USNORTHCOM should take the lead as a planning and coordination activity with at least a one-star leading that effort for strategic planning with NORDEFCO, Allied coordination of policy and activities, and developing and exercising contingencies and response.

    The US Coast Guard should be the primary operational commander for the region for they will maintain a permanent presence at some level 24/7/365.

    Every DoD service entity must develop, equip, and exercise their response forces, and prepare resources that are maintained, and readily available.

    Congress must fund these activities, and see to their maintenance. Infrastructure improvements, expansion of current bases, and building of new bases are required. The force will grow into the tasking.
    In addition to normal capabilities associated with a Heavy Icebreaker, IMHO the following should be included:
    • Expanded Aviation Support
    o Large Flight Deck
    o Expanded Hangar Space
    • Armament
    o Medium Caliber Main Gun
    o Multiple Crew Service Weapons Locations
    o Armory and MARDET Support
    • Moon-Pool Sea Access
    • Expanded Pier/Ice Level Access

    This was the year to see a plan and start some funding.
    Just my 2ȼ.

    • Stephen

      Absolutely! Sea Services need a clear Plan of Action. This is an opportunity to build a world-class ice breaker(s) & establishing a permanent Arctic presence with our Canadian partners.

      • Curtis Conway

        Although a lesser presence, the South Pole will require attention as well (e.g., 6 Icebreakers). I hope someone figures out the Surface Combatant escort issue, particularly in a ice-bound environment.

        • Stephen

          Hovercraft, weaponized over the ice escorts. Just a thought. Ice is an unforgiving adversary…

          • Curtis Conway

            I sincerely hope thought to a Extreme Cold Weather Ship-to-Shore Connector is planned for, at least for a portion of the production run. At least a ECW Operations Manual should be developed for that contingency.

        • Murray

          What about logistical support? As far as I’m aware no USNS replenishment ships are ice-hardened. An ice-strengthened replenishment ship is currently under construction in South Korea for the Royal New Zealand Navy. When commissioned as HMNZS Aotearoa this will supply fuel and solid stores to New Zealand’s Scott Base and America’s McMurdo Station during the southern summer. It could also support USCG/USN/RNZN operations in Antarctic waters. Whether the New Zealand government would permit it to operate in the Arctic with the USCG/USN during the northern summer a moot point!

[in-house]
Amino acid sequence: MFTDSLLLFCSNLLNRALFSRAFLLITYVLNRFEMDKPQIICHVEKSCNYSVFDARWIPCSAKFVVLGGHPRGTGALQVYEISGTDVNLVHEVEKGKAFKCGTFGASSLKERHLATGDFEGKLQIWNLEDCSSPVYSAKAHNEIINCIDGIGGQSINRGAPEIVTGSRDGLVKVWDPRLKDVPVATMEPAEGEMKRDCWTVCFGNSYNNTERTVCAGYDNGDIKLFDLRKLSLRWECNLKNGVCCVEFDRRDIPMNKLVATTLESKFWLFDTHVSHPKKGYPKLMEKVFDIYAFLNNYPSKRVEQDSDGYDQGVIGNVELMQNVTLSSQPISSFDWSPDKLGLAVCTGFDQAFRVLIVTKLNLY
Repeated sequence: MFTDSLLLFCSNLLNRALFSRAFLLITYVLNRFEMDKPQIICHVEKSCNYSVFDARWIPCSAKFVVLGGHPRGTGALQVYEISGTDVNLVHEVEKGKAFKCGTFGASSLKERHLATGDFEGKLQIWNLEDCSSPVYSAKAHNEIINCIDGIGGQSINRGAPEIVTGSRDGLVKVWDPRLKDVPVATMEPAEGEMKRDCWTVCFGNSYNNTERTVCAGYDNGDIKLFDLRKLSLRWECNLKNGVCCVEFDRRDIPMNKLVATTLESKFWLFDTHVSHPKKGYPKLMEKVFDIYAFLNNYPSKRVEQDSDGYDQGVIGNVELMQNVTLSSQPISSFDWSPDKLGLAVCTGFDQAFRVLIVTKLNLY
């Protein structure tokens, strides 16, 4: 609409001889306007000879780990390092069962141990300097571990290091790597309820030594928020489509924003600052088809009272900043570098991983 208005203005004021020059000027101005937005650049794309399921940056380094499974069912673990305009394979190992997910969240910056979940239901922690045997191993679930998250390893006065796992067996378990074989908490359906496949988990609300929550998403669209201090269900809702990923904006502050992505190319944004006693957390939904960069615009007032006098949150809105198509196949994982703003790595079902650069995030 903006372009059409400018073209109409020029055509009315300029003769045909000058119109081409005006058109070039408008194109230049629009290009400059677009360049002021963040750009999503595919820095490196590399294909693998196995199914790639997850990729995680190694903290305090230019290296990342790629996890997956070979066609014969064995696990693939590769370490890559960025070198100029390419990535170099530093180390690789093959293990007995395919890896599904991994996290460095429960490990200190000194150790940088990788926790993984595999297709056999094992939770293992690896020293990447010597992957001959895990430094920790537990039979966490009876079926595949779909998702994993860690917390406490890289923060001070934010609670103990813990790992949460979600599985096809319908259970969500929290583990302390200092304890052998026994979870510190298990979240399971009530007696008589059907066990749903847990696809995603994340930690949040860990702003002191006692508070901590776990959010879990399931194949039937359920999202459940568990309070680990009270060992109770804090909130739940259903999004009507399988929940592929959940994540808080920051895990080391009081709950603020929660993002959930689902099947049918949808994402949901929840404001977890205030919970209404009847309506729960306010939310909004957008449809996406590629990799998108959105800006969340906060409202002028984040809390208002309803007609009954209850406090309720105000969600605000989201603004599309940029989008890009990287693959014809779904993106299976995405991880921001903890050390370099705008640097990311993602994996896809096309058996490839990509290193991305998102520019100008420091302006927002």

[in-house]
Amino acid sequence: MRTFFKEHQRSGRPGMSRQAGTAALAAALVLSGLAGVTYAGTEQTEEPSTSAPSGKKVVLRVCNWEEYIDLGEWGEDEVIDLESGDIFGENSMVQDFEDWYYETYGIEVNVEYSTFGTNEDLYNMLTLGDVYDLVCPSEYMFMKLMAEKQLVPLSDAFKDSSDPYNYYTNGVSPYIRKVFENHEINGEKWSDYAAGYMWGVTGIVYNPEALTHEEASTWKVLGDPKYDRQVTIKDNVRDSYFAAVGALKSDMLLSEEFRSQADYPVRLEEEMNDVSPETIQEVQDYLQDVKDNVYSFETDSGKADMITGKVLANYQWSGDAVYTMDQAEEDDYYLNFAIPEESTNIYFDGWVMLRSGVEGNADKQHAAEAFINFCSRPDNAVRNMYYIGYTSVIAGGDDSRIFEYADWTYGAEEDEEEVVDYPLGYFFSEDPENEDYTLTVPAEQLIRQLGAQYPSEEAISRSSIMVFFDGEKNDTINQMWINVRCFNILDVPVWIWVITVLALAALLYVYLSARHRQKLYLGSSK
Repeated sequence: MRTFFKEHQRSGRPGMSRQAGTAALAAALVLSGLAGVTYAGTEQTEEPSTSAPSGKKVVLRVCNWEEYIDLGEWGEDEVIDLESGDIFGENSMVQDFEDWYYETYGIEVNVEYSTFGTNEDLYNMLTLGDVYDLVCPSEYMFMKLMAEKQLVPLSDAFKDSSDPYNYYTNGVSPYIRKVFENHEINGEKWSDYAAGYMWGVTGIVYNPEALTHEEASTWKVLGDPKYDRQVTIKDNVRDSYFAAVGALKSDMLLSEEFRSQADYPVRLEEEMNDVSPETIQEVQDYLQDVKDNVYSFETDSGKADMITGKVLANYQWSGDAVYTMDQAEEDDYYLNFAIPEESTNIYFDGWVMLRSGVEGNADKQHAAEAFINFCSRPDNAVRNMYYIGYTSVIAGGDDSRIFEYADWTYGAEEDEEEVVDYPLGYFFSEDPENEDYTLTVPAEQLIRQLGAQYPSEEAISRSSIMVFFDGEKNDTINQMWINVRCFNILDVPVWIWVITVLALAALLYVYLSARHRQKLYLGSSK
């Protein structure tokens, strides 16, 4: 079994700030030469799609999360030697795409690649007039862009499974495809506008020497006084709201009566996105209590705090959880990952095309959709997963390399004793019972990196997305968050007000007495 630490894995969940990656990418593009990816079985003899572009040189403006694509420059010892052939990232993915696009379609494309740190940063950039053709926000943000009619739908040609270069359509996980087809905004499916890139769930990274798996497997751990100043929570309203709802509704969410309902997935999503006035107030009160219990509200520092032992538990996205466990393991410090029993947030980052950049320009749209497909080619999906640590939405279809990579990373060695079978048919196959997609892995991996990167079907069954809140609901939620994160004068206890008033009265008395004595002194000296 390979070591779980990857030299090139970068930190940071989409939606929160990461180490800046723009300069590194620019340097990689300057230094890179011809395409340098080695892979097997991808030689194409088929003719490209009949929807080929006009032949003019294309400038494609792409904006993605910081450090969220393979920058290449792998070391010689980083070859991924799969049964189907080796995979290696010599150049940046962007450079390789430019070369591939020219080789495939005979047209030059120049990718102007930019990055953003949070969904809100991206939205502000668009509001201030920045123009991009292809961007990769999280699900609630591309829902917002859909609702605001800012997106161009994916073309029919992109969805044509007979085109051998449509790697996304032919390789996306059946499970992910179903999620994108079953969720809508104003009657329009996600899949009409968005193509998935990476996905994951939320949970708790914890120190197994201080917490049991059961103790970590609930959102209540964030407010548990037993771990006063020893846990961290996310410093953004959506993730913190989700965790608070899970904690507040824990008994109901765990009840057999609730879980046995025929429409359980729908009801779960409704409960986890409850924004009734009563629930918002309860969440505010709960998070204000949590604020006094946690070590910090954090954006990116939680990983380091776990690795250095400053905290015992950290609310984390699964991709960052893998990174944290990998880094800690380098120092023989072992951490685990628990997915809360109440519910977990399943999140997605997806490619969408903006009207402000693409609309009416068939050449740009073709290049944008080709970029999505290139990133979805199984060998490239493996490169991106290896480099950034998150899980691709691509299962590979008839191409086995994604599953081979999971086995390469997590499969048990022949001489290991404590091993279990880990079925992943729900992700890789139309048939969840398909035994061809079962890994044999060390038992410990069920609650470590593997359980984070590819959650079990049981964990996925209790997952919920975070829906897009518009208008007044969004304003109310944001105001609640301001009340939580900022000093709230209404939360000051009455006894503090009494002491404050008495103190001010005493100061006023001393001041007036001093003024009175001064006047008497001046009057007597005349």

• Curtis Conway

            The Alaskan coast is frozen most of the time. The center or the Polar Vortex shifts in that direction mostly, so it stays cold there. The Russian side thaws each year though, and increasingly so. That being the case, if more US infrastructure development is planned for the Alaskan Coast, and US possessions, then that my very well be prudent. However, we are having a hard time getting the House of Representatives to take this Icebreaker funding seriously, so no relief anytime soon.

          • gryphonskymaster

            This is possible when an heavy ice breaker is available to cut the channel.

    • Hank Hill

      The Coast Guard needs to be put under the Department of the Navy, their budget is atrocious compared to the DoD military branches.

      • Curtis Conway

        The United States Coast Guard operates more vessels of disparate types, over a vastly larger and more diverse workplace, and territory than the US Navy ever dreamed of. They squeeze more value out of a dollar than the US Navy ever thought possible. THAT is why you will not see Littoral Combat Ships in the USCG. They cannot afford to operate them, and the LCS would NEVER survive the Arctic in a worse case scenario.

      • Craig

        Not possible while continuing the Coast Guard law enforcement missions .

    • TomD

      Moon-Pool Sea Access? Interesting idea. Does anyone have that capability today?

      • Curtis Conway

        Many ocean survey ships do. Sure beats having to go work out on deck in bad Arctic weather. Diver, mini-sub access, and overhead crane services are required. It’s where the Baro-Chamber would be located. Medical above, which should be just forward of the helo hangar. Not just an add-on, its part of the basic design. I’m sure the US Coast Guard will put it to good use, and the National Science Foundation certainly will, so I’m sure they would want offices, storage and a lab close. The MARDET will use it eventually I guarantee you.

    • gryphonskymaster

      Great list. Spot on. From your lips to God’s ears. The polar mission is dire straits – pun intended. A shameful series of poor leadership.